AMBAG promotes strategies to increase the supply of, and ensure access to, a variety of housing choices for all residents of the region. A list of current and ongoing housing planning efforts is included below:
Regional Housing Needs Assessment (RHNA) Plan
AMBAG prepares the Regional Housing Need Assessment (RHNA) plan for Monterey and Santa Cruz Counties. The RHNA plan establishes the total number of housing units that each city and county must plan for within an eight-year planning period. The amount of housing a region must plan for is largely determined by the California Housing and Community Development Department’s (HCD) housing need assessment.
Since 1969, California has required that all local governments (cities and counties) adequately plan to meet the housing needs of everyone in the community. HCD oversees this process for all regions throughout the state. The statutory objectives of the RHNA process are to ensure jurisdictions have the capacity to (1) increase the housing supply and mix of housing types, affordability in an equitable manner; (2) promote infill development & socio-economic equity, protect environmental and agricultural resources and encourage efficient development patterns; (3) promote improved intraregional jobs-housing relationship including jobs housing fit; and (4) balance disproportionate household income distributions.
Under state law and HCD oversight, AMBAG must engage in a RHNA process every eight years. This process begins with HCD providing a Regional Housing Needs Determination for the Monterey and Santa Cruz County region. The regional determination includes an overall housing need number, as well as the percentage of units required in different income categories.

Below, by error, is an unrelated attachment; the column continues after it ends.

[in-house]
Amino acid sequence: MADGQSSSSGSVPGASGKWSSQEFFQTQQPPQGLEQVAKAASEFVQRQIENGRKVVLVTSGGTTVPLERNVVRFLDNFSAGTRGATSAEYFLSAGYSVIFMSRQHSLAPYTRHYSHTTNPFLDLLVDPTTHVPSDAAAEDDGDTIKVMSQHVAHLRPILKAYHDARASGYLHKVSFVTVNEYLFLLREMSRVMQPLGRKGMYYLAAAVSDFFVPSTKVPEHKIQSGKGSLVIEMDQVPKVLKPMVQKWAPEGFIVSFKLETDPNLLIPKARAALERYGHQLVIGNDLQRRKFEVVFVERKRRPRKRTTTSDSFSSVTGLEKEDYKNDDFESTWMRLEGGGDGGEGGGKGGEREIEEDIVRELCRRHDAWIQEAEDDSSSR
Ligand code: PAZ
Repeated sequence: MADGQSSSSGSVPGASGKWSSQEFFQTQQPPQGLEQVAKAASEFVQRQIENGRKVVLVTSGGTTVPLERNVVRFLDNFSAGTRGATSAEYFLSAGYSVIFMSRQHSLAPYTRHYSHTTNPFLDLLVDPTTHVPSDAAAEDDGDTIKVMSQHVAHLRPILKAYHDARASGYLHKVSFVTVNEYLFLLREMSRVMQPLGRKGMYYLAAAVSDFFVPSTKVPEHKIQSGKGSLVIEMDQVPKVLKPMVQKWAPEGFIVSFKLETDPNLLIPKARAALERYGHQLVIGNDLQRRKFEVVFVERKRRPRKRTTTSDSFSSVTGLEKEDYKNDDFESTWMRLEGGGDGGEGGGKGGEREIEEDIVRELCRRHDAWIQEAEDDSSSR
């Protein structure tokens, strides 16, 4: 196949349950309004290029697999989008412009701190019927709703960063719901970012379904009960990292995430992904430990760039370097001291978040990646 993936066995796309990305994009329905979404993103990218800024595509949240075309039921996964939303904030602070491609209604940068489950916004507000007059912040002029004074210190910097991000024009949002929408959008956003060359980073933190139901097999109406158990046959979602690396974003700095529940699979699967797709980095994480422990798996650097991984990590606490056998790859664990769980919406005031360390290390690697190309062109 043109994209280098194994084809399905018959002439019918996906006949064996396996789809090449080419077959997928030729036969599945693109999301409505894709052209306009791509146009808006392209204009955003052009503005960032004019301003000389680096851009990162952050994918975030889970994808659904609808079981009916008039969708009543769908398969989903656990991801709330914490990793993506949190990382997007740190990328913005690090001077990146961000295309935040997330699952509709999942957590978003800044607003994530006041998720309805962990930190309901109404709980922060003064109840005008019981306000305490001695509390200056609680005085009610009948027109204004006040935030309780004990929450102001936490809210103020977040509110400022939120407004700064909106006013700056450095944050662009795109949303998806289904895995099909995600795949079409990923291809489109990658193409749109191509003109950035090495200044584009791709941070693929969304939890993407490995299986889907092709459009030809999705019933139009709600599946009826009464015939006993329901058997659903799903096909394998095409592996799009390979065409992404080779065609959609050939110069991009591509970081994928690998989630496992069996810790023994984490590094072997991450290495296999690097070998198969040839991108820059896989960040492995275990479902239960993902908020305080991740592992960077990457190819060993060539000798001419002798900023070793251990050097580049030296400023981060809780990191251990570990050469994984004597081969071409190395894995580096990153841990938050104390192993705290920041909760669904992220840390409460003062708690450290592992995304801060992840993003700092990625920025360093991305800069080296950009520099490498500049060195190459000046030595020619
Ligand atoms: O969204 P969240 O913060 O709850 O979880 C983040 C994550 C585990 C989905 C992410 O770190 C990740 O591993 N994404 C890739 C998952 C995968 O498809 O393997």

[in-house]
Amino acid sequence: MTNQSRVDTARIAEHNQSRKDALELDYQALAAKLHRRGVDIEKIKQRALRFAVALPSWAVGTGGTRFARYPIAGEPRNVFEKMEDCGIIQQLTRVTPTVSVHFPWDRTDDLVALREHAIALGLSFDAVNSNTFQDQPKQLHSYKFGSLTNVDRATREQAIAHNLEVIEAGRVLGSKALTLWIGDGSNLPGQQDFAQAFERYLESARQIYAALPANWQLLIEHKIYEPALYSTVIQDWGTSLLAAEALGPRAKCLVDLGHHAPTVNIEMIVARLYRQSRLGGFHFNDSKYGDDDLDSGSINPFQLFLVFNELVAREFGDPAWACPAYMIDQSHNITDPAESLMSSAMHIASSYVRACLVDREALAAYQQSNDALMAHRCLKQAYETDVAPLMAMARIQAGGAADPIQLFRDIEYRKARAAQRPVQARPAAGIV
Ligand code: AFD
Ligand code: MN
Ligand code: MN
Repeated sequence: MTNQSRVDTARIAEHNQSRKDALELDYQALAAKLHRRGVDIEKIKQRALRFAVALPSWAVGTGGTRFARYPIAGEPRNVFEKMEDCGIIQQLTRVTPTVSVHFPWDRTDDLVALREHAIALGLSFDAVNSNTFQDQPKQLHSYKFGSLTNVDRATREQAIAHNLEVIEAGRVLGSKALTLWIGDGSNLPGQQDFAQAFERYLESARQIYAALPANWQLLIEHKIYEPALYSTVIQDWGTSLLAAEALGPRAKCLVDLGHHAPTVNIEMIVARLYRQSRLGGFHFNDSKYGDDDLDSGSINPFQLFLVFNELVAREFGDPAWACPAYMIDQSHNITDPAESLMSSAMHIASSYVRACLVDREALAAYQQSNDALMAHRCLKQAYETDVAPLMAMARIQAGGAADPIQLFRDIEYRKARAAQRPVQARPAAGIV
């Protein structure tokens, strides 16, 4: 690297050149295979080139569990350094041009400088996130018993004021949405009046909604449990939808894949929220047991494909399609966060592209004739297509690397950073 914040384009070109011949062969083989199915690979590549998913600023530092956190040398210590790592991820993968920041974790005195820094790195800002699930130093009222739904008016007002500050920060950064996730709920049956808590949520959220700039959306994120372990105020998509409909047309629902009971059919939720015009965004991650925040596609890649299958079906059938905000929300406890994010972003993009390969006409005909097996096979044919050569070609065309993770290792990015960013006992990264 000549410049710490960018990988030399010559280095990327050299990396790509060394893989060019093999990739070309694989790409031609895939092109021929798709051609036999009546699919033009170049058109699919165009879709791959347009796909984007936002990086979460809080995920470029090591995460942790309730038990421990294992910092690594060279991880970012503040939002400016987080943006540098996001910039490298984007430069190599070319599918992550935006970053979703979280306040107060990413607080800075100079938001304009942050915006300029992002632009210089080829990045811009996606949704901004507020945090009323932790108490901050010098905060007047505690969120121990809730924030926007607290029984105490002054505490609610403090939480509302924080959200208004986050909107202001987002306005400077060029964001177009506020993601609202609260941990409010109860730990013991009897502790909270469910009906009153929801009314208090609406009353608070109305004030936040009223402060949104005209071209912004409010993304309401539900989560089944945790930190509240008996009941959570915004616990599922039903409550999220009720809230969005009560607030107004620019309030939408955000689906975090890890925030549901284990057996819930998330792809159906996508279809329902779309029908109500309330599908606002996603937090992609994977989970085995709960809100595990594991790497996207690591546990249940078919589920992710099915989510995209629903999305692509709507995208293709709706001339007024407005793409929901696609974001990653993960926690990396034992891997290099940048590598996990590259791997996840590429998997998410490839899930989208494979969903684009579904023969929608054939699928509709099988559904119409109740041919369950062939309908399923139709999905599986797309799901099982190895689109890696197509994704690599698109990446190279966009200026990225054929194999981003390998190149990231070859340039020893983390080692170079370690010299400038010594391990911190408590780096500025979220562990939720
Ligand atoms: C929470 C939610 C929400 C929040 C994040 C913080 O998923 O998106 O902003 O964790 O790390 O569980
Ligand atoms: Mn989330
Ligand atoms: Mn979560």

Based on the adopted RHNA plan, each city and county must update its housing element to demonstrate how the jurisdiction will meet the expected growth in housing need over this planning period. Each jurisdiction’s housing element must be updated every eight years or every four years if the jurisdiction is not in compliance as mandated as part of California Government Code Sections 65580 et seq.).
- Regional Housing Needs Assessment 6th Housing Element Cycle
- AMBAG will be overseeing the 6th cycle RHNA, which covers the planning period from 2024-2032.
- Anticipated Schedule:
- Late 2020: Begin RHNA discussions and methodology development
- September 2021: Deadline for HCD to provide RHNA determination to AMBAG and SBtCOG
- January 2022: Draft RHNA Plan released
- June 2022: Final RHNA Plan approved
- December 2023: Local Jurisdiction’s Housing Elements due
Regional Housing Needs Assessment 5th Housing Element Cycle: 2014 - 2023:
The AMBAG Board of Directors adopted the Regional Housing Needs Allocation Plan at its June 11, 2014 meeting.
Regional Housing Needs Assessment 4th Housing Element Cycle: 2007 - 2014:
The RHNA Plan was approved and adopted by the AMBAG Board of Directors at its June 11, 2008 meeting.
Local Housing Planning Support Grants Program (LHPSGP)